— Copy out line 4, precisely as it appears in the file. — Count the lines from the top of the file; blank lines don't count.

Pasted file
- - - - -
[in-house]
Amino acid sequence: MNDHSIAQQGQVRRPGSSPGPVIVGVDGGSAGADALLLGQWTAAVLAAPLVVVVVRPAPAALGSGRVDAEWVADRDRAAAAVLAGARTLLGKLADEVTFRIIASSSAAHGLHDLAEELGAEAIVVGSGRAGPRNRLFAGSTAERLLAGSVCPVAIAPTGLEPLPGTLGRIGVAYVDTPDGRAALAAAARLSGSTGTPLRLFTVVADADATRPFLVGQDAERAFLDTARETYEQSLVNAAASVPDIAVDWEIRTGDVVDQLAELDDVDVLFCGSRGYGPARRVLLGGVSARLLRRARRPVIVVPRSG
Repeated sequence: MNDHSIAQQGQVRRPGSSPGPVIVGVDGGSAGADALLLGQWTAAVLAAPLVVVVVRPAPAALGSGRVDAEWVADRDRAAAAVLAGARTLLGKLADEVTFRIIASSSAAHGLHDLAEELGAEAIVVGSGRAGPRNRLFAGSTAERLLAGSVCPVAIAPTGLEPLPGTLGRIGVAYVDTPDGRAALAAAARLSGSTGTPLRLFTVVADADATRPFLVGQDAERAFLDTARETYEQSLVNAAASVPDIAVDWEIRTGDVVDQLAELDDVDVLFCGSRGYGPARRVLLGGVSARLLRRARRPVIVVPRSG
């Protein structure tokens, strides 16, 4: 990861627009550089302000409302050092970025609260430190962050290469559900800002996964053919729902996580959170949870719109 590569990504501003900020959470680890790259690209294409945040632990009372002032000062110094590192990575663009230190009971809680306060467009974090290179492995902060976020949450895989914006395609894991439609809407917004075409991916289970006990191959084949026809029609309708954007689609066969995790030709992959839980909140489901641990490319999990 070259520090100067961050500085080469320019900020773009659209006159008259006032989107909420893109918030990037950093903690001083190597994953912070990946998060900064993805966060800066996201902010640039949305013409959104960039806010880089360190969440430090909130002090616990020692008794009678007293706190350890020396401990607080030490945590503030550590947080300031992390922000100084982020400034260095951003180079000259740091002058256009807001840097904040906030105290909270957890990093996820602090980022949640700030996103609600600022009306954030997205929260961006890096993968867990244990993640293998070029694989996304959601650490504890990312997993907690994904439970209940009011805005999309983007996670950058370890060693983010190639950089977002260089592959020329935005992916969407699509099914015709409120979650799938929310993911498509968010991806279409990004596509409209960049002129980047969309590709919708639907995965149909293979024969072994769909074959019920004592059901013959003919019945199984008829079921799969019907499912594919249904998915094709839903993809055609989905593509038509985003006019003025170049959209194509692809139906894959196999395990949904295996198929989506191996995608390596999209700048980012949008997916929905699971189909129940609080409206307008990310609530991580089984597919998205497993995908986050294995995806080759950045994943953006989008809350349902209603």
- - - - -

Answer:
């Protein structure tokens, strides 16, 4: 990861627009550089302000409302050092970025609260430190962050290469559900800002996964053919729902996580959170949870719109 590569990504501003900020959470680890790259690209294409945040632990009372002032000062110094590192990575663009230190009971809680306060467009974090290179492995902060976020949450895989914006395609894991439609809407917004075409991916289970006990191959084949026809029609309708954007689609066969995790030709992959839980909140489901641990490319999990 070259520090100067961050500085080469320019900020773009659209006159008259006032989107909420893109918030990037950093903690001083190597994953912070990946998060900064993805966060800066996201902010640039949305013409959104960039806010880089360190969440430090909130002090616990020692008794009678007293706190350890020396401990607080030490945590503030550590947080300031992390922000100084982020400034260095951003180079000259740091002058256009807001840097904040906030105290909270957890990093996820602090980022949640700030996103609600600022009306954030997205929260961006890096993968867990244990993640293998070029694989996304959601650490504890990312997993907690994904439970209940009011805005999309983007996670950058370890060693983010190639950089977002260089592959020329935005992916969407699509099914015709409120979650799938929310993911498509968010991806279409990004596509409209960049002129980047969309590709919708639907995965149909293979024969072994769909074959019920004592059901013959003919019945199984008829079921799969019907499912594919249904998915094709839903993809055609989905593509038509985003006019003025170049959209194509692809139906894959196999395990949904295996198929989506191996995608390596999209700048980012949008997916929905699971189909129940609080409206307008990310609530991580089984597919998205497993995908986050294995995806080759950045994943953006989008809350349902209603």